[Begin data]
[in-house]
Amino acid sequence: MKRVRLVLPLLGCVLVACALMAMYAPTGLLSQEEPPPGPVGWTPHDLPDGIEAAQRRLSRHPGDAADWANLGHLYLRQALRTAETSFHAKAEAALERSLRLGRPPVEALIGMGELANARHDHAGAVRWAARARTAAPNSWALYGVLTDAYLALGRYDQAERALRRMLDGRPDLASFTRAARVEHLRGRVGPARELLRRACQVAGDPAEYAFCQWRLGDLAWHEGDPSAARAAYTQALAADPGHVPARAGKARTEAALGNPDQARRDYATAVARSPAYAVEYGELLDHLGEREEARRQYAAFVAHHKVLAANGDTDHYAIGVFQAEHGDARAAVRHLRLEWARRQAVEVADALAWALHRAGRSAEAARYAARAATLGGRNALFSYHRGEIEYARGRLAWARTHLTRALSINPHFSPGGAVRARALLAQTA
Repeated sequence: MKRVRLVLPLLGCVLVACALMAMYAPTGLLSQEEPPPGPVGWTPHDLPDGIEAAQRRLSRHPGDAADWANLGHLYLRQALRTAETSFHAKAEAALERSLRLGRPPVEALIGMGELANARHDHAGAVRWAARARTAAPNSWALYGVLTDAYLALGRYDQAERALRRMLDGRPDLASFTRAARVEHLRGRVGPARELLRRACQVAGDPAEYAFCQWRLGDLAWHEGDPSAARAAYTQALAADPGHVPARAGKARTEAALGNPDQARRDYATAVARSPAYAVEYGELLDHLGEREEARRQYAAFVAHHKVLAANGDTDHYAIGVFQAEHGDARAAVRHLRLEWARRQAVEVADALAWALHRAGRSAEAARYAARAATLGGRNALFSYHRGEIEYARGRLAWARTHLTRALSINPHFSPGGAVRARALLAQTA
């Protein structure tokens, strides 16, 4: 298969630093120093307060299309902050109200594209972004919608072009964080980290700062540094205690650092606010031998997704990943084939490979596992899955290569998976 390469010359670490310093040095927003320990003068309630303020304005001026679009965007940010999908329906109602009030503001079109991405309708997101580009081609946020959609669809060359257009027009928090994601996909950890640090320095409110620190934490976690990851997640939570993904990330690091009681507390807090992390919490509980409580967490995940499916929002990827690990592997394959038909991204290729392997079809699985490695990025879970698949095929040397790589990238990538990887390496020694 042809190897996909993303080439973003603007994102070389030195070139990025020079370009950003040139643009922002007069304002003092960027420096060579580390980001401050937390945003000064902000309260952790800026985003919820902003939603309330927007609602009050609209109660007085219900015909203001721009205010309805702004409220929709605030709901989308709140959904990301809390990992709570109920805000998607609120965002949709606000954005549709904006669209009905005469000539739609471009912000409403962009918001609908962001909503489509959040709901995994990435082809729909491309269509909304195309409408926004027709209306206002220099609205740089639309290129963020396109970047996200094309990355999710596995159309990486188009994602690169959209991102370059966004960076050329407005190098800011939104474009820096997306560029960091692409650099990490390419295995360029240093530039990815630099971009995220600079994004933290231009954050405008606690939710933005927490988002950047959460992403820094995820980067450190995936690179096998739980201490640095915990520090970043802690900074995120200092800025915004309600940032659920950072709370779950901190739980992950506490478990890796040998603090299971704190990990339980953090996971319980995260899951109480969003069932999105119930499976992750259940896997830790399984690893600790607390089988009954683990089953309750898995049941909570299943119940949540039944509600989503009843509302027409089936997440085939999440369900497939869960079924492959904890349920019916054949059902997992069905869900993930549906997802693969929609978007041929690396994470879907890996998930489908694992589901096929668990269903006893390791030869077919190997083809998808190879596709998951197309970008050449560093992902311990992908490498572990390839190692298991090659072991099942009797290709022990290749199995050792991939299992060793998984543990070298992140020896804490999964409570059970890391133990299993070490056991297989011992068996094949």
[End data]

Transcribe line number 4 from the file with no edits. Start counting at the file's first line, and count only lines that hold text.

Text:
């Protein structure tokens, strides 16, 4: 298969630093120093307060299309902050109200594209972004919608072009964080980290700062540094205690650092606010031998997704990943084939490979596992899955290569998976 390469010359670490310093040095927003320990003068309630303020304005001026679009965007940010999908329906109602009030503001079109991405309708997101580009081609946020959609669809060359257009027009928090994601996909950890640090320095409110620190934490976690990851997640939570993904990330690091009681507390807090992390919490509980409580967490995940499916929002990827690990592997394959038909991204290729392997079809699985490695990025879970698949095929040397790589990238990538990887390496020694 042809190897996909993303080439973003603007994102070389030195070139990025020079370009950003040139643009922002007069304002003092960027420096060579580390980001401050937390945003000064902000309260952790800026985003919820902003939603309330927007609602009050609209109660007085219900015909203001721009205010309805702004409220929709605030709901989308709140959904990301809390990992709570109920805000998607609120965002949709606000954005549709904006669209009905005469000539739609471009912000409403962009918001609908962001909503489509959040709901995994990435082809729909491309269509909304195309409408926004027709209306206002220099609205740089639309290129963020396109970047996200094309990355999710596995159309990486188009994602690169959209991102370059966004960076050329407005190098800011939104474009820096997306560029960091692409650099990490390419295995360029240093530039990815630099971009995220600079994004933290231009954050405008606690939710933005927490988002950047959460992403820094995820980067450190995936690179096998739980201490640095915990520090970043802690900074995120200092800025915004309600940032659920950072709370779950901190739980992950506490478990890796040998603090299971704190990990339980953090996971319980995260899951109480969003069932999105119930499976992750259940896997830790399984690893600790607390089988009954683990089953309750898995049941909570299943119940949540039944509600989503009843509302027409089936997440085939999440369900497939869960079924492959904890349920019916054949059902997992069905869900993930549906997802693969929609978007041929690396994470879907890996998930489908694992589901096929668990269903006893390791030869077919190997083809998808190879596709998951197309970008050449560093992902311990992908490498572990390839190692298991090659072991099942009797290709022990290749199995050792991939299992060793998984543990070298992140020896804490999964409570059970890391133990299993070490056991297989011992068996094949």